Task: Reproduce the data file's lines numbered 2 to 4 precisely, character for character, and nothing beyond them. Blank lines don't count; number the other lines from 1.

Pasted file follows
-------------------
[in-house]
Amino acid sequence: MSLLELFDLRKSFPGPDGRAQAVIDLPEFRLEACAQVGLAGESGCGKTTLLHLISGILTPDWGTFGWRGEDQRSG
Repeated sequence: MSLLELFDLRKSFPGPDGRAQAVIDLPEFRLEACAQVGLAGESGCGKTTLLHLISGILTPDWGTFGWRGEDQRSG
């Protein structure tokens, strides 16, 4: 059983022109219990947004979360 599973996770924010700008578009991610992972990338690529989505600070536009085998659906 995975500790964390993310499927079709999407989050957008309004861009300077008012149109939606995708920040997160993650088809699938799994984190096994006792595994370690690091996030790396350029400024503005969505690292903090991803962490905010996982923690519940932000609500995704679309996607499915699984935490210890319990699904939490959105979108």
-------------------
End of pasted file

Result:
Amino acid sequence: MSLLELFDLRKSFPGPDGRAQAVIDLPEFRLEACAQVGLAGESGCGKTTLLHLISGILTPDWGTFGWRGEDQRSG
Repeated sequence: MSLLELFDLRKSFPGPDGRAQAVIDLPEFRLEACAQVGLAGESGCGKTTLLHLISGILTPDWGTFGWRGEDQRSG
């Protein structure tokens, strides 16, 4: 059983022109219990947004979360 599973996770924010700008578009991610992972990338690529989505600070536009085998659906 995975500790964390993310499927079709999407989050957008309004861009300077008012149109939606995708920040997160993650088809699938799994984190096994006792595994370690690091996030790396350029400024503005969505690292903090991803962490905010996982923690519940932000609500995704679309996607499915699984935490210890319990699904939490959105979108």